One of the main objectives of our research is to evaluate the effectiveness of different software packages in order to teach and learn English as a second language. We developed a database in order to classify the different products available which gave us the opportunity to have a clearer idea of their different contents and objectives. We shall also explain how we have integrated CALL programs in our teaching at the Universidad Politecnica de Valencia and the facilities we offer to our students to help them use computers as part of their learning process. The different capabilities of multimedia learning environments can significantly enrich students’ learning. However, in our opinion, the teacher will always have a crucial role (though the role may have to change), in knowing how to integrate the different programs in a lesson or series of lessons and how to create a better teaching/learning environment for students more actively engaged in their learning process.

Browser-Based Digital Video Authoring System
Alexander Nakhimovsky and Tom Myers
JMANNA is an authoring system for annotating digital video. All annotating is done in point-and-click manner, with no programming required. With JMANNA, users can use unabridged foreign language video in beginning and intermediate courses. Its desktop version has been used at Colgate and other colleges to teach Spanish, Russian, Hebrew, and Japanese. It is described in Multimedia Authoring Tool for Language Instruction. Journal of Educational Computing Research, 17 (3), 261-274, 1997, and the New York Times (1998, November 12). JMANNA is a networked version, with browser interface. It can be used on an intranet with the video stored on a server or CD-ROM.

Text Analysis Tools for the Preparation of CALI Materials
Marie Hayet
Much data is needed to ensure a comprehensive coverage for a language phenomenon to be taught by CALI. It serves to design tasks and exercises, diagnosis systems and adaptive courseware. Similarly, a highly controlled selection of data is required to ensure the efficient delimitation of a specialist language. It helps to determine the exact quantity and the nature of the linguistic knowledge necessary for a very special purpose. Coming up with this data cannot be left to the imagination or the intuition of a courseware designer or developer. Various text analysis tools are used to assist with its extraction.

Realizing the Interactive Potential of QuickTime
Douglas Mills
As streaming media technologies continue to improve in their ability to deliver increasingly higher quality multimedia information over the Internet, their usability and use for instructional purposes is also increasing. Apple’s QuickTime multimedia technology offers many seemingly unexplored avenues for the development of Web-based interactive language learning materials. In this presentation, various prototype applications will be examined and development/deployment issues discussed. Resources for further learning will be provided through a presentation Web page.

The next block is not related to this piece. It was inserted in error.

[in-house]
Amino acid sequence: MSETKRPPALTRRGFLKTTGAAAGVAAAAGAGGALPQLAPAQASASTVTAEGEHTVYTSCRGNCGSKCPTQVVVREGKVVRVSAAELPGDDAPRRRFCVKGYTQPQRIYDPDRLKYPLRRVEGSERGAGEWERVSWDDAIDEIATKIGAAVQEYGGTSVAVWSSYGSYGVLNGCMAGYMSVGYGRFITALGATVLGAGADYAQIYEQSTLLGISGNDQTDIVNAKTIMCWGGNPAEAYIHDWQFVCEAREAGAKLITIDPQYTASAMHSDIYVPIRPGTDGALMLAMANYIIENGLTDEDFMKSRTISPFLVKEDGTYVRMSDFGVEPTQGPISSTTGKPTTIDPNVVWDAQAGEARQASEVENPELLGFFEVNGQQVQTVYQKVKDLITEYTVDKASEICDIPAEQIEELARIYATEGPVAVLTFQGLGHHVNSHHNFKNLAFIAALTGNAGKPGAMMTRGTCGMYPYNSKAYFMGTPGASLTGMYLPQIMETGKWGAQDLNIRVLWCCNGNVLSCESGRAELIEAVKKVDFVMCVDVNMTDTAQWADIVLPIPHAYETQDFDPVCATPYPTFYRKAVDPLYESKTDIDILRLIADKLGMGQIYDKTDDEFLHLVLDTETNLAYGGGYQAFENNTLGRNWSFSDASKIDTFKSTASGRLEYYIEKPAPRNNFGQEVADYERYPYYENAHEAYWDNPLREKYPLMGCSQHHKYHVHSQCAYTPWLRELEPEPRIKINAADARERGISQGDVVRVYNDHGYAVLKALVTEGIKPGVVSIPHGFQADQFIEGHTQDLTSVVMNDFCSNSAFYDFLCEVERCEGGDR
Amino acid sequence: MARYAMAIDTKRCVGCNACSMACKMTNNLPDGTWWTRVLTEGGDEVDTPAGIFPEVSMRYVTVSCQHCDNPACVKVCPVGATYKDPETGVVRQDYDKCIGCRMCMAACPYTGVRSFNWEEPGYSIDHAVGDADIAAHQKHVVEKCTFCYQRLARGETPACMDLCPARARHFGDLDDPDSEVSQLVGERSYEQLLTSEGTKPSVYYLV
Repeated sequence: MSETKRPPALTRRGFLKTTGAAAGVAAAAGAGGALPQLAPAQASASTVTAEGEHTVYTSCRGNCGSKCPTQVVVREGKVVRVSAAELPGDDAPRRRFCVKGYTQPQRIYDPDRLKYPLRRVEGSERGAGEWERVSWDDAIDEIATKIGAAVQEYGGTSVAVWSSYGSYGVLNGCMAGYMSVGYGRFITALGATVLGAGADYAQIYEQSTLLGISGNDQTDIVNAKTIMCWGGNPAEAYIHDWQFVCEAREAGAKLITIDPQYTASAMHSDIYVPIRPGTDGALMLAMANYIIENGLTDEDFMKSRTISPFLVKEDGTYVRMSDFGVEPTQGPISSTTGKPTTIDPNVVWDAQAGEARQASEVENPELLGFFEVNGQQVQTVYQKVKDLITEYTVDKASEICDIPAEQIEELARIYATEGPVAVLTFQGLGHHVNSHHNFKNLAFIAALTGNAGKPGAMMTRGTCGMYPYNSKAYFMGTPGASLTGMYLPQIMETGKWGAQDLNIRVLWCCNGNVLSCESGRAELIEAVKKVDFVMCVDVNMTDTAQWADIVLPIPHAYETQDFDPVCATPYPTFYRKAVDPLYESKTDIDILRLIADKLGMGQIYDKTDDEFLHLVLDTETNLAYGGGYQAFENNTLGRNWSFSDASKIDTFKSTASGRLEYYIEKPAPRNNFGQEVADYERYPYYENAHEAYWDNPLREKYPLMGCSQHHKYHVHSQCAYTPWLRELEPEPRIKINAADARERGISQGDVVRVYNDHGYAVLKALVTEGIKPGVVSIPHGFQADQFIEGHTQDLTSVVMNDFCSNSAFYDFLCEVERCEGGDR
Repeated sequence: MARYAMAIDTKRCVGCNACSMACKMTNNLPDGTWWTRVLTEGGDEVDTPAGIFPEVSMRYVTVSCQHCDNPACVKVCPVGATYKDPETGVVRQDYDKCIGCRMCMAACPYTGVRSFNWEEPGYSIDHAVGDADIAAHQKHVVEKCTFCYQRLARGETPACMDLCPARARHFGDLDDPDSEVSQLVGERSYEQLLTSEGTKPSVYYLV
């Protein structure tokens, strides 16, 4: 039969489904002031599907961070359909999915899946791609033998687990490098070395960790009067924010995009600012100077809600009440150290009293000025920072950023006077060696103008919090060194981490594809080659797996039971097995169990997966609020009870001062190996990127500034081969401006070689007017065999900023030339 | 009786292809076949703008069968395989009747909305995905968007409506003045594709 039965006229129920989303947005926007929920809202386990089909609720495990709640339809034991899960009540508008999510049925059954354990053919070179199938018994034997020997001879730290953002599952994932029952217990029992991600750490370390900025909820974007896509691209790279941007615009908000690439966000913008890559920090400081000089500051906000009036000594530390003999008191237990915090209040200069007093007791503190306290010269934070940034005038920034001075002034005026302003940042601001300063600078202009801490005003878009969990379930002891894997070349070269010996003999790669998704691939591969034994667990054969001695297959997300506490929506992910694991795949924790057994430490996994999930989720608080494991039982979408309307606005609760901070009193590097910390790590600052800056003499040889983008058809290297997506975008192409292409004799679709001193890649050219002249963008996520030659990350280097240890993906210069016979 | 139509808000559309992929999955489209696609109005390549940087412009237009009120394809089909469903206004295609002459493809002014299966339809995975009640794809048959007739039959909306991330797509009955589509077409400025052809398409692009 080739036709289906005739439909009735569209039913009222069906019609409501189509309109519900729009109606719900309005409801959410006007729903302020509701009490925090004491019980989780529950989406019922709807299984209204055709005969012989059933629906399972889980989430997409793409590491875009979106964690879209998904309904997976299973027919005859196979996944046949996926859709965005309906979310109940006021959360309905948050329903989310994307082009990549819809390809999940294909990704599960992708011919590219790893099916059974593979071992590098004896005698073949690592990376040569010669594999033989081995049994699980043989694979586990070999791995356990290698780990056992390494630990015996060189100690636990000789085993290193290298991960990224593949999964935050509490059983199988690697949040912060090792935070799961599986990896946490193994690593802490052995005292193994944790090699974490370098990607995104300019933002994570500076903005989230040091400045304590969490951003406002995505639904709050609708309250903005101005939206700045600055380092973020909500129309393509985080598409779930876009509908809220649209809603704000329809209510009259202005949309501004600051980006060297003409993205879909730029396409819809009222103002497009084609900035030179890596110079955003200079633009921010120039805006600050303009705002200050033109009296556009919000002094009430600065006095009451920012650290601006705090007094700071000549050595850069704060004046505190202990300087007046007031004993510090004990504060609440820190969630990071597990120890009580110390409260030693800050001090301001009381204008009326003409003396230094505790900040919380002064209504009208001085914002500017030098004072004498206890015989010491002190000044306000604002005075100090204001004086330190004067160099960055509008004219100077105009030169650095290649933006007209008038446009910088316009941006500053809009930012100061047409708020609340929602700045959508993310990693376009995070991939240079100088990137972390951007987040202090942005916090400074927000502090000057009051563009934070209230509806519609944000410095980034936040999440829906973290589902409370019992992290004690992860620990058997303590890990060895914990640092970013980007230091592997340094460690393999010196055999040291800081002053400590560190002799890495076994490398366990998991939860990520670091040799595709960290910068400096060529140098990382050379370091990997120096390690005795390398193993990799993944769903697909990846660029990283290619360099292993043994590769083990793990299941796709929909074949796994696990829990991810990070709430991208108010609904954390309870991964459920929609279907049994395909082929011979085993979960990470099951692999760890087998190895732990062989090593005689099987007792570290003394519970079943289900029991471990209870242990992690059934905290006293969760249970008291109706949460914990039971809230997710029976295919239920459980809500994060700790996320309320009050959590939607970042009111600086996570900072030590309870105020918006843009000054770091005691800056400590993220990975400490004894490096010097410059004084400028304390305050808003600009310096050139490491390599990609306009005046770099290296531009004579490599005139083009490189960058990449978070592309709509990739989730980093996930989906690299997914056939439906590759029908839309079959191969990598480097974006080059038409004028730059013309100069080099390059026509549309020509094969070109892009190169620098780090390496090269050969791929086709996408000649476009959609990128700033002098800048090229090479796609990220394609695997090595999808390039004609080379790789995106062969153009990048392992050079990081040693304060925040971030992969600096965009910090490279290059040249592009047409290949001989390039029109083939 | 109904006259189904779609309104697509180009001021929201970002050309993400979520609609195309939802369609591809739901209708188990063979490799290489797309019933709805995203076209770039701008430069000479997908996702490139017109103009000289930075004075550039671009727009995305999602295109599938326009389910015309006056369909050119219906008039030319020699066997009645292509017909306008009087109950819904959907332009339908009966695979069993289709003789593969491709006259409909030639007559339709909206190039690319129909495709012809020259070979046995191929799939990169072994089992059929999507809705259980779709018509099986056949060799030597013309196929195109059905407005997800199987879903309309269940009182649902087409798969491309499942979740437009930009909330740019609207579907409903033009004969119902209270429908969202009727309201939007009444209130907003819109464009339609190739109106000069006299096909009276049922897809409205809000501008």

Using Web and Conferencing Technology in Language Learning
Sabine Siekmann and Ruth Roux-Rodriguez
Among the myriad of courses being offered via the Internet and with conferencing technology, language classes are a minority–especially when it comes to distance learning. The presenters will provide an overview of how the technology is applied in language learning, both for supplemental materials and in distance learning classes. Many practitioners point to the limitations of the technology when applied to the complex issue of language learning/acquisition practice and methodology. Special attention will be paid to areas where unique requirements prevent the use of the new technologies in order to inspire innovation. Strong pedagogic background needs to drive technological innovation.

Building A Web-Enhanced Language Course: Web Video, Performance Tracking, Development Tools
Bernd Conrad
Enhancing a language course with Web-based resources and exercises has created increased opportunities for learning. At the same time, the majority of existing course extensions on the Web reveal rather limited exercise and feedback methods as well as a lack of comprehensive audio and video support. The goal of this presentation is to demonstrate how Web video and improved development tools can help create course enhancements similar to those afforded by CD-ROM programs. An additional emphasis of the presentation will be on holding learners accountable when working in a nonmonitored virtual environment by way of tracking their work with Web-based materials.

1:30 – 2:15

The 5 Cs, Culture, and CALL: What Works and What Does Not
Wendy Ashby and Veronica Ostertag
We will present the results of a study investigating the effectiveness of an interactive, computer-mediated instructional segment called EthnoDeutsch, which was designed to educate students about ethnicity in German-speaking countries. A 25-item questionnaire containing multiple statements assessing each of the 5 Cs on a Likert scale was administered to students who worked with the program. The results of a statistical analysis of the data indicate which of the 5 Cs the program addressed effectively and which it did not.

Developing an Electronic Portfolio in ESL Classrooms: Focus on Process
Youngwoo Kim, Barbara Harper, Hye-Yeon Lim, and Rebekah Sidman-Taveau